Riders on the rollercoaster, which has been named Galactica, will wear virtual reality (VR) headsets for the duration of the three-minute experience, with the digital images of spaceflight timed to coincide with the ride's twists and turns.
According to Alton Towers, the Oculus Rift-style virtual reality headsets will allow riders to feel like they are wearing spacesuits as they're taken on an "exciting space adventure."
The headsets track the motion of users' heads and translate those movements into images on their built-in screens - allowing users to naturally look around the virtual world while feeling totally immersed.
Galactica will be the Staffordshire theme park's first big new ride since a rollercoaster accident in June seriously injured five people when their car collided with another stationary car. Two of the injured had to have legs amputated as a result of the crash.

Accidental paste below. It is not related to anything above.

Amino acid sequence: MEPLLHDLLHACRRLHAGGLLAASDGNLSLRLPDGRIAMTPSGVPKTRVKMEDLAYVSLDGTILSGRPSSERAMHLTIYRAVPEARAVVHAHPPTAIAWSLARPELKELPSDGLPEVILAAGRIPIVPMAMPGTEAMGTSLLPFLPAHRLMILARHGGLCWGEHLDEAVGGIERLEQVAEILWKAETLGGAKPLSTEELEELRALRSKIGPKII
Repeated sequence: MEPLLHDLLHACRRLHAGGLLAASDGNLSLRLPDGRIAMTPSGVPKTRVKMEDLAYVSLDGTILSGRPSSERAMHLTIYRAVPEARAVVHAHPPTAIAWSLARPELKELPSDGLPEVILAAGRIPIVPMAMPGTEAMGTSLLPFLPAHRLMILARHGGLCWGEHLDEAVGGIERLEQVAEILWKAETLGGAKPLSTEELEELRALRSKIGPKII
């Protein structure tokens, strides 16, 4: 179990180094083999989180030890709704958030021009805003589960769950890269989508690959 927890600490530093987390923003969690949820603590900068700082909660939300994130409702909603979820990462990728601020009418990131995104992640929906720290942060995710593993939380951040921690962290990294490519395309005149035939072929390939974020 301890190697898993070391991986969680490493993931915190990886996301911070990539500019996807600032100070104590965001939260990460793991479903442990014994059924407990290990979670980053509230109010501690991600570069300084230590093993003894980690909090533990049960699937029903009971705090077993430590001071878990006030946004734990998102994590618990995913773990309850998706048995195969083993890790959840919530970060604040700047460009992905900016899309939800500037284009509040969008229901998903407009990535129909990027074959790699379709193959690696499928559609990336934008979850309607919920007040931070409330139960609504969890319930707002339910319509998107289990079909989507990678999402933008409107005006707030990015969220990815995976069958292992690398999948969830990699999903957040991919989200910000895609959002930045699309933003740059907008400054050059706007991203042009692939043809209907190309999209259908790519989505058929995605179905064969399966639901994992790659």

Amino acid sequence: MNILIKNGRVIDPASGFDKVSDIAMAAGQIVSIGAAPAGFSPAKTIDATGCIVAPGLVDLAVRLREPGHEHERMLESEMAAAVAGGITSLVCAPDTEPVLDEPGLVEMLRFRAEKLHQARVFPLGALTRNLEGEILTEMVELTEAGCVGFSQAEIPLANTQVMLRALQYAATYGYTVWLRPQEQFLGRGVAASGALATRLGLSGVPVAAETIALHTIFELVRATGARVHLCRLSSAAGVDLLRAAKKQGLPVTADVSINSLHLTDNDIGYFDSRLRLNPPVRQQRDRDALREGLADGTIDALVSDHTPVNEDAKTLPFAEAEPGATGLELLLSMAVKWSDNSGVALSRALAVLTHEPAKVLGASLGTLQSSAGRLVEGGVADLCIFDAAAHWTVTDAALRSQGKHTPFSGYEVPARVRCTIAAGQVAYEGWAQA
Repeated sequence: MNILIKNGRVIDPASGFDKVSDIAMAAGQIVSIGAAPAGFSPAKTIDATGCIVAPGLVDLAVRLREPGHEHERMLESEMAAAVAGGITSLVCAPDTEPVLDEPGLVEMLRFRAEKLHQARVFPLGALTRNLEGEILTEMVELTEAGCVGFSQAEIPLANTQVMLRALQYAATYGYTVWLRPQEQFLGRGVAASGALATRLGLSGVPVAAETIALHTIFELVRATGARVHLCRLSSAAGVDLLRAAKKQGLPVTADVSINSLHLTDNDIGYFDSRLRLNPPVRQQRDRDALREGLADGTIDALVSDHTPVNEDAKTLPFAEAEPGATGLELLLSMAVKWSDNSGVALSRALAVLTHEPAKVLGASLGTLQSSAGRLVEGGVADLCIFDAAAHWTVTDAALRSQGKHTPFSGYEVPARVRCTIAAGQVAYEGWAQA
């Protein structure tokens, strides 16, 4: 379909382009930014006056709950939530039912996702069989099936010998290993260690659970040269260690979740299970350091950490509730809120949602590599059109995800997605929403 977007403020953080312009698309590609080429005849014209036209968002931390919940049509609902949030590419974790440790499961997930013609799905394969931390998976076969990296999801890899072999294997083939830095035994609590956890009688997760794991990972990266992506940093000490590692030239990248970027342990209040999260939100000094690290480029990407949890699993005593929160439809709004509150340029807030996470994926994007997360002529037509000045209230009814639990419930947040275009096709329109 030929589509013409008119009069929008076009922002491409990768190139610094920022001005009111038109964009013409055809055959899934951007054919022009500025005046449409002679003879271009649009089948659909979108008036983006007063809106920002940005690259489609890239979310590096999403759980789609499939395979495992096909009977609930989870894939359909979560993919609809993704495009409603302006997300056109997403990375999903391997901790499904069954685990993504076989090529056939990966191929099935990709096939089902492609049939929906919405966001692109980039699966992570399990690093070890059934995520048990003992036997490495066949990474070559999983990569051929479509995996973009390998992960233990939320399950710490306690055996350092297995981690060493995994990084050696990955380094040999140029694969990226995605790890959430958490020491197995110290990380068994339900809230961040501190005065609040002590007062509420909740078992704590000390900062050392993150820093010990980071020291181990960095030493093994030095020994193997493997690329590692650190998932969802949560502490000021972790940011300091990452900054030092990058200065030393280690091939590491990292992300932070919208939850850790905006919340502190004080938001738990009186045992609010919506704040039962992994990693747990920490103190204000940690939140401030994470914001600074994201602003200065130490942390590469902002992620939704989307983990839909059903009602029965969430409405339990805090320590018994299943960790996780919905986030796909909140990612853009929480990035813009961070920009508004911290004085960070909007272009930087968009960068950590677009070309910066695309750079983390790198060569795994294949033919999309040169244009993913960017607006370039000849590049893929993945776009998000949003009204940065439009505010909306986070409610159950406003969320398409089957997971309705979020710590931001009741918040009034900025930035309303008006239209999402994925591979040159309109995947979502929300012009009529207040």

Visitor numbers have dropped since the highly-publicised incident, but Gill Riley, the park's marketing director, told the BBC: "Obviously the safety and welfare of our guests is our number one priority."
She said that following the accident, additional safety protocols were introduced for the park's multi-car rollercoasters, and added that before Galactica opens it will be subject to comprehensive tests and assessments by Alton Towers and an "accredited independent inspection body."
Lying face-down and suspended from the ground, Galactica riders will experience a maximum speed of 46 miles per hour, a 20-metre drop, and a maximum G-force of 3.5Gs, which is more than astronauts typically experience during take-off.
The ride is set to open in April 2016.